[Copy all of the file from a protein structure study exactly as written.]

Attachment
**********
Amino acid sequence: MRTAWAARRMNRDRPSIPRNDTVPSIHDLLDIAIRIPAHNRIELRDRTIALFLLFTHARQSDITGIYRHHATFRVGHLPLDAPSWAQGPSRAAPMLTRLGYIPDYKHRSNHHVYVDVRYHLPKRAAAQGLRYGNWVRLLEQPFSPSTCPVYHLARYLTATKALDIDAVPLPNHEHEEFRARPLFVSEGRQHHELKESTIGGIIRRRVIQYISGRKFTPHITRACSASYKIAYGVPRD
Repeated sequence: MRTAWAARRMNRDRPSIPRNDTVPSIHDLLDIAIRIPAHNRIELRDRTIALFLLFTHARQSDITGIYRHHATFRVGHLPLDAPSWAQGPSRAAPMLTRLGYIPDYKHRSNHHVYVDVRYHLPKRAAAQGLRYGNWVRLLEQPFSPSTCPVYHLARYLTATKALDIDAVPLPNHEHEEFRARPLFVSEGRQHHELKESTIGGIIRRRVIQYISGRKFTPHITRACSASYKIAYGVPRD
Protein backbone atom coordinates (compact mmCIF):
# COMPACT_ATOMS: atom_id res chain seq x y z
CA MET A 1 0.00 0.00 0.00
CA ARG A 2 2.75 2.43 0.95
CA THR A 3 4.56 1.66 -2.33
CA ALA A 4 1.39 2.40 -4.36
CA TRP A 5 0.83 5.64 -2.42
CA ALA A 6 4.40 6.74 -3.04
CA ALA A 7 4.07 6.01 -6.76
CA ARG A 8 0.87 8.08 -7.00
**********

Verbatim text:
Amino acid sequence: MRTAWAARRMNRDRPSIPRNDTVPSIHDLLDIAIRIPAHNRIELRDRTIALFLLFTHARQSDITGIYRHHATFRVGHLPLDAPSWAQGPSRAAPMLTRLGYIPDYKHRSNHHVYVDVRYHLPKRAAAQGLRYGNWVRLLEQPFSPSTCPVYHLARYLTATKALDIDAVPLPNHEHEEFRARPLFVSEGRQHHELKESTIGGIIRRRVIQYISGRKFTPHITRACSASYKIAYGVPRD
Repeated sequence: MRTAWAARRMNRDRPSIPRNDTVPSIHDLLDIAIRIPAHNRIELRDRTIALFLLFTHARQSDITGIYRHHATFRVGHLPLDAPSWAQGPSRAAPMLTRLGYIPDYKHRSNHHVYVDVRYHLPKRAAAQGLRYGNWVRLLEQPFSPSTCPVYHLARYLTATKALDIDAVPLPNHEHEEFRARPLFVSEGRQHHELKESTIGGIIRRRVIQYISGRKFTPHITRACSASYKIAYGVPRD
Protein backbone atom coordinates (compact mmCIF):
# COMPACT_ATOMS: atom_id res chain seq x y z
CA MET A 1 0.00 0.00 0.00
CA ARG A 2 2.75 2.43 0.95
CA THR A 3 4.56 1.66 -2.33
CA ALA A 4 1.39 2.40 -4.36
CA TRP A 5 0.83 5.64 -2.42
CA ALA A 6 4.40 6.74 -3.04
CA ALA A 7 4.07 6.01 -6.76
CA ARG A 8 0.87 8.08 -7.00